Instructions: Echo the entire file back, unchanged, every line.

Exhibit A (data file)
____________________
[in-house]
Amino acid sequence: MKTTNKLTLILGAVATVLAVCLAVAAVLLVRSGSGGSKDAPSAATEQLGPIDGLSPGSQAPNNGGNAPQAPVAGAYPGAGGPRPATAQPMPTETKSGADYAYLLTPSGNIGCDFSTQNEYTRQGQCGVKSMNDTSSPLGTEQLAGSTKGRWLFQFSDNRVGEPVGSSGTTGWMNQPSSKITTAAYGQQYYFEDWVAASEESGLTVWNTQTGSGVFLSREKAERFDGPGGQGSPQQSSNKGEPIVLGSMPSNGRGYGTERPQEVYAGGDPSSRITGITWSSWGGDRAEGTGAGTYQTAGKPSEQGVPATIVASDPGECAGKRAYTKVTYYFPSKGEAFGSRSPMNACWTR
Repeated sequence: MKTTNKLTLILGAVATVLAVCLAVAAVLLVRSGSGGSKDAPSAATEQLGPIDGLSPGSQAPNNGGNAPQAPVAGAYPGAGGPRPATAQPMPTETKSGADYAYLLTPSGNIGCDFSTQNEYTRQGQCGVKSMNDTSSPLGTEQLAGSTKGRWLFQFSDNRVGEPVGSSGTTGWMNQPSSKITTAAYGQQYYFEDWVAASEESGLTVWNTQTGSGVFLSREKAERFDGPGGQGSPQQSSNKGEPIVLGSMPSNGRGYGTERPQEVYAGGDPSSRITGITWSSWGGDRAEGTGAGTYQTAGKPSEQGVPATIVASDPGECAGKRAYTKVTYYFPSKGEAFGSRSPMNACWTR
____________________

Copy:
[in-house]
Amino acid sequence: MKTTNKLTLILGAVATVLAVCLAVAAVLLVRSGSGGSKDAPSAATEQLGPIDGLSPGSQAPNNGGNAPQAPVAGAYPGAGGPRPATAQPMPTETKSGADYAYLLTPSGNIGCDFSTQNEYTRQGQCGVKSMNDTSSPLGTEQLAGSTKGRWLFQFSDNRVGEPVGSSGTTGWMNQPSSKITTAAYGQQYYFEDWVAASEESGLTVWNTQTGSGVFLSREKAERFDGPGGQGSPQQSSNKGEPIVLGSMPSNGRGYGTERPQEVYAGGDPSSRITGITWSSWGGDRAEGTGAGTYQTAGKPSEQGVPATIVASDPGECAGKRAYTKVTYYFPSKGEAFGSRSPMNACWTR
Repeated sequence: MKTTNKLTLILGAVATVLAVCLAVAAVLLVRSGSGGSKDAPSAATEQLGPIDGLSPGSQAPNNGGNAPQAPVAGAYPGAGGPRPATAQPMPTETKSGADYAYLLTPSGNIGCDFSTQNEYTRQGQCGVKSMNDTSSPLGTEQLAGSTKGRWLFQFSDNRVGEPVGSSGTTGWMNQPSSKITTAAYGQQYYFEDWVAASEESGLTVWNTQTGSGVFLSREKAERFDGPGGQGSPQQSSNKGEPIVLGSMPSNGRGYGTERPQEVYAGGDPSSRITGITWSSWGGDRAEGTGAGTYQTAGKPSEQGVPATIVASDPGECAGKRAYTKVTYYFPSKGEAFGSRSPMNACWTR